My Dental Story, Post Floxing

Many of us impacted by fluoroquinolone (FQ) antibiotics fear having dental work post floxing.  These fears can be justified because of the treatment standards employed by dental doctors.  Many of us have become sensitive to medications used routinely such as dental anesthesia or antibiotics.

Most dentists would argue against the idea that FQ’s could actually cause any damages to the dental structure in our mouths.  However, anecdotal evidence has dictated to me otherwise.  I have talked to many floxed folks over the years that have had numerous dental problems, from rapid tooth decay, to calcification of nerves, to severe oral neuralgia.   I believe that the incident of these complaints rise above the general population and points an underlying pathology that could have many sources.

Like many FQ sufferers, my dental integrity has suffered since floxing.  EveDental 1n with stringent dental proactivity on my part, I have developed increased dental issues. A few years ago I noticed a sore spot on my right lower gum under a tooth that had previously had a root canal and a crown several years earlier pre-floxing.   Even though I was not running a fever and had no jaw pain to speak of, I decided to go to the dentist when the sore spot started slowly swelling. To my shock the dentist said that I had an abscess under the tooth. The reason I did not feel pain was due to the fact that I had previously had a root canal and there was no nerve to ‘feel the pain’ in the tooth.

My dentist said that due to the nature of the abscess, he wanted to send me to an oral surgeon for a tooth extraction.  Now, you can imagine my anxiety.  I was now faced with oral surgery plus the need for an antibiotic which I vigorously attempt to avoid due to my medication sensitivities.   Armed with my dental x-rays and information from my dentist I started researching the internet.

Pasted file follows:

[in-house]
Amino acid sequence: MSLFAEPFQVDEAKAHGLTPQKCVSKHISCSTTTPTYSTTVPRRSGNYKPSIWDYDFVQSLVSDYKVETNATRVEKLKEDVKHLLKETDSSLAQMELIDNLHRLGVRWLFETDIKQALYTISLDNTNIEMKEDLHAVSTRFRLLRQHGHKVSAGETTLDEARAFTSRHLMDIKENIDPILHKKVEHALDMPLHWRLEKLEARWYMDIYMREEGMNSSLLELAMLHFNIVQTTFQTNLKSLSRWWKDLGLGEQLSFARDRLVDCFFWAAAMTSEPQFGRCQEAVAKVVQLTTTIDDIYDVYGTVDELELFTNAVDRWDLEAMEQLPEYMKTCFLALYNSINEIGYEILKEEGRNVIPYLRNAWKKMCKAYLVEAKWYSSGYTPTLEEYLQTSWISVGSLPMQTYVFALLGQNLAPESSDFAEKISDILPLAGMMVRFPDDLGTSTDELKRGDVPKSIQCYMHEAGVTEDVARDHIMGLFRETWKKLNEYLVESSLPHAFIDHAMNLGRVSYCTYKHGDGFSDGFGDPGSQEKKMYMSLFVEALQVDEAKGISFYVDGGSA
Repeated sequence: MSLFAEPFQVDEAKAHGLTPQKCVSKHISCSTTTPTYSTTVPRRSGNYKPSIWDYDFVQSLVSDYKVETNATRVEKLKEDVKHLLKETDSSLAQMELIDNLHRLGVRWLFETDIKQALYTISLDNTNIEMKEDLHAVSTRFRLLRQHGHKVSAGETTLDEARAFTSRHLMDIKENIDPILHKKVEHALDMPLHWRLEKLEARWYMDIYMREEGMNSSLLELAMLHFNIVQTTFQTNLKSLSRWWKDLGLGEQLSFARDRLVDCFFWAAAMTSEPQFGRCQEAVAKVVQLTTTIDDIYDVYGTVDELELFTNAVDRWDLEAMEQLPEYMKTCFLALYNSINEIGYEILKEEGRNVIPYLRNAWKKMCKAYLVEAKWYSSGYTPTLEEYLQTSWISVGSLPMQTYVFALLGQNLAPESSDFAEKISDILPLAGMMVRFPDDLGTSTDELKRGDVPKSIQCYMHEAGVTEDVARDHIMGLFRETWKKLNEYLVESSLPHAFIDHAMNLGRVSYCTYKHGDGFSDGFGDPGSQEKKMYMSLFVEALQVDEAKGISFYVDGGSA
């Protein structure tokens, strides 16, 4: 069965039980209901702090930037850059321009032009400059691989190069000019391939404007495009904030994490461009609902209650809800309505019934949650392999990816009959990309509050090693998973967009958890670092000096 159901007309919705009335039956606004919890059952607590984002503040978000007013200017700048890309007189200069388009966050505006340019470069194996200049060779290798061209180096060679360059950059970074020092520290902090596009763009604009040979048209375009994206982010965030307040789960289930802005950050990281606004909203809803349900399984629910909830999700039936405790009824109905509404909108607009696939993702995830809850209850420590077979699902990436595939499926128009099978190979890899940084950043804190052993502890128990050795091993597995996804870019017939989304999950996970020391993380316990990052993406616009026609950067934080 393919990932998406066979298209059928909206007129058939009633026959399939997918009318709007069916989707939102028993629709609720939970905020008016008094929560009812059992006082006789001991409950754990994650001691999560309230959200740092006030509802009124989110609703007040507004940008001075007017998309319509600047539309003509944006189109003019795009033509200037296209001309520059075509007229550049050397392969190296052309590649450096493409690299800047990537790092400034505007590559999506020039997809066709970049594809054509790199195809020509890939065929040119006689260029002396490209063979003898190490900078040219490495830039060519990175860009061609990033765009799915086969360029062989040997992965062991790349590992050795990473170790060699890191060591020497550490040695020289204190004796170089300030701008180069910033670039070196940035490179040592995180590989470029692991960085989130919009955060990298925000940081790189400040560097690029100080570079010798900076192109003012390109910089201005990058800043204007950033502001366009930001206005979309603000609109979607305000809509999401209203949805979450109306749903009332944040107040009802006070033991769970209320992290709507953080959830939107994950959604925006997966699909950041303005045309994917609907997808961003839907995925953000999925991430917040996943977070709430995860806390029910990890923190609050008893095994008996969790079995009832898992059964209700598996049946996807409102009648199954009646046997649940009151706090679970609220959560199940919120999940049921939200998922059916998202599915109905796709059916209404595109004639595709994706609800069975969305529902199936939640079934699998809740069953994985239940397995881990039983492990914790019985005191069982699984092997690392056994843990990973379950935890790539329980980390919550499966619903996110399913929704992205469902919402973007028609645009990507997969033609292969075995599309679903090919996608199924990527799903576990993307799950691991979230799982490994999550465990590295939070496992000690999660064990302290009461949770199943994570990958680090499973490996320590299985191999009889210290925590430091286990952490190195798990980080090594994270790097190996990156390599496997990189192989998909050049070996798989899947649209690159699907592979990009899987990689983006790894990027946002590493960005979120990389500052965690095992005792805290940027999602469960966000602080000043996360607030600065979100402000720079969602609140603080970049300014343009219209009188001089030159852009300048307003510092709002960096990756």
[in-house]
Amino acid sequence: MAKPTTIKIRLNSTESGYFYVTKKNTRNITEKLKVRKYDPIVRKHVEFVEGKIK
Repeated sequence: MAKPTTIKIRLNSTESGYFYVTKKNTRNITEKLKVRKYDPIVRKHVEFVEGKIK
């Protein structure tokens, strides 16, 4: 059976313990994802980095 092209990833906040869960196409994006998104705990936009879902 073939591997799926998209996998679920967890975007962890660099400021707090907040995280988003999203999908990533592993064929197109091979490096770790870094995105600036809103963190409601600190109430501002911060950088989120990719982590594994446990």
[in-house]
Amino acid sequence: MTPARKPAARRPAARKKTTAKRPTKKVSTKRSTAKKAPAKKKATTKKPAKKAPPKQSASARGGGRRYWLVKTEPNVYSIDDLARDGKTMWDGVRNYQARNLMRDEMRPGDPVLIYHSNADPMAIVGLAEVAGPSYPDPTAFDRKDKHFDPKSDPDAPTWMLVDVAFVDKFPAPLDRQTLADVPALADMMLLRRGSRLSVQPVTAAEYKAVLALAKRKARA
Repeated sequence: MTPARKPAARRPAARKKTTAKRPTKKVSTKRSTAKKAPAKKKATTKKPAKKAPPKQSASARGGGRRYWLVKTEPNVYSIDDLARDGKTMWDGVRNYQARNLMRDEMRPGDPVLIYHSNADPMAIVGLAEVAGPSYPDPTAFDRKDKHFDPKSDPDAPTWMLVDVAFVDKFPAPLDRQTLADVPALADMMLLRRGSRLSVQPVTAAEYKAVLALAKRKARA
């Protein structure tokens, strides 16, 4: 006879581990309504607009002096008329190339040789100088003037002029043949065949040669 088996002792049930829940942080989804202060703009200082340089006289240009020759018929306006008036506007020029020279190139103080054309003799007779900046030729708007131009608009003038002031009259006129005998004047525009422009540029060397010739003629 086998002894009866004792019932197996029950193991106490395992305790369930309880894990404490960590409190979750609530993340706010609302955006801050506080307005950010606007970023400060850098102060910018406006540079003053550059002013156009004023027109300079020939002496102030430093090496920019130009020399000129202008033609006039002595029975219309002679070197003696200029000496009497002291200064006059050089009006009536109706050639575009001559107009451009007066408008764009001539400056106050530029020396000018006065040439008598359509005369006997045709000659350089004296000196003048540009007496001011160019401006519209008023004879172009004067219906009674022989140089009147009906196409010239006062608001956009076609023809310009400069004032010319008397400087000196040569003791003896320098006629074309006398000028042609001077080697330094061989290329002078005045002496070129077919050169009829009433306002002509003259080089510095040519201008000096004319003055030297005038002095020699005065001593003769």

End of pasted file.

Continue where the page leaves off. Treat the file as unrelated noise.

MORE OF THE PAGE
I had learned from my dentist, and could see from the x-rays that my infection or abscess was encapsulated. It had been there for a while without me knowing about it.  It had not spread throughout the bone in the jaw or the soft tissues of the gum.  What I learned was that encapsulated infections, i.e.…non-acute and non-spreading usually clear up when the offending item, in my case the tooth, was removed.  In addition, there have been good reports of large doses of vitamin C can help to keep dental infections at bay.Angry Doctor

The first oral surgeon that my dentist sent me to was an absolute condescending person (stating it nicely).  He would not listen to my fears about additional medication and refused to treat me unless I started on a strong antibiotic, namely clindamycin, which I told him I could not have. He actually placed two pills in my hand and said he would not proceed unless he watched me take the medication.  Oh, and his only other choice was a fluoroquinolone, which I told him was definitely out of the question. He refused to extract the tooth. Needless to say, we parted company.

 So I left his office and went back to my dentist.  Now luckily for me my dentist had had a bad reaction to the antibiotic ‘Keflex’ years ago and he understood my trepidation about medication.  Underscoring the need to get the tooth extracted, he called around and found another oral surgeon who would remove my tooth.